Role of Evidence in Policy Design

By |January 23rd, 2014|Uncategorized|0 Comments

The Alliance for Useful Evidence1 is an open–access network that was launched in October 2011 with the aim of enhancing both the “demand for and supply of evidence for social policy and practice”. The Alliance comprises of 1,600 individuals from government agencies, universities, charities, business and local authorities in the UK and globally. What really though is the role of evidence in policy design? The key questions for policy designers include what constitutes evidence, who generates evidence, who uses it, how they use it, and how easy is it for users to understand evidence provided to them? Also, how does one ensure that users do not ‘cherry pick’ evidence to their advantage or to support policies or actions that were to be taken anyway (sometimes alluded to as ‘policy-based evidence’ when research findings are used to support premeditated policies). The Alliance organized a seminar in 2012 inviting experts to provide their insights on “What is ‘good’ evidence” (see video link here2)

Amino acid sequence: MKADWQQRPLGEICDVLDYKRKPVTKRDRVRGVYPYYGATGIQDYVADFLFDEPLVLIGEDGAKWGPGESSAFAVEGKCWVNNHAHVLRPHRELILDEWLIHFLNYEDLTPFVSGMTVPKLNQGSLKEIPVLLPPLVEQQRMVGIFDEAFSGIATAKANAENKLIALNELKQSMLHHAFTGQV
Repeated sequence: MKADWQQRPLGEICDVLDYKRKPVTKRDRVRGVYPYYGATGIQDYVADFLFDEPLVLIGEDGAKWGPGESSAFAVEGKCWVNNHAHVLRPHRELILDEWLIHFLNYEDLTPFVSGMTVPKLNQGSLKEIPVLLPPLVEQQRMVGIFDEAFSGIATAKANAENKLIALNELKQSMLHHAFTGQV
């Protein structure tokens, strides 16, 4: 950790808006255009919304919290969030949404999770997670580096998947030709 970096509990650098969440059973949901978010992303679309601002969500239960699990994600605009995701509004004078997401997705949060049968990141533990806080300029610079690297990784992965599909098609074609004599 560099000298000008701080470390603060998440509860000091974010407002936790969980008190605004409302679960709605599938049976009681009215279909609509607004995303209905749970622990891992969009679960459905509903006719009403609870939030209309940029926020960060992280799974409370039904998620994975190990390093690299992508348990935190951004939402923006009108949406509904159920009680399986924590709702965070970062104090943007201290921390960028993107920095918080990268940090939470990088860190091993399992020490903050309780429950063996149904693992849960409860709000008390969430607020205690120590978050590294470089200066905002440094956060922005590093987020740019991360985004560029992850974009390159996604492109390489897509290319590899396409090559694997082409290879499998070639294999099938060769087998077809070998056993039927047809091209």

Efforts towards enhancing the quality and size of the evidence base is based on the expectation that better evidence equates to ‘better policies’ and policy solutions. However in the real-world policymakers are limited by many factors including multi-stakeholder perspectives that challenge the design and adoption of policies solely based on evidence (Head, 2010)3. Evidence notwithstanding, has some limitations of its own. A recent editorial in Nature by Sutherland et al (2013)4 present “Twenty [...]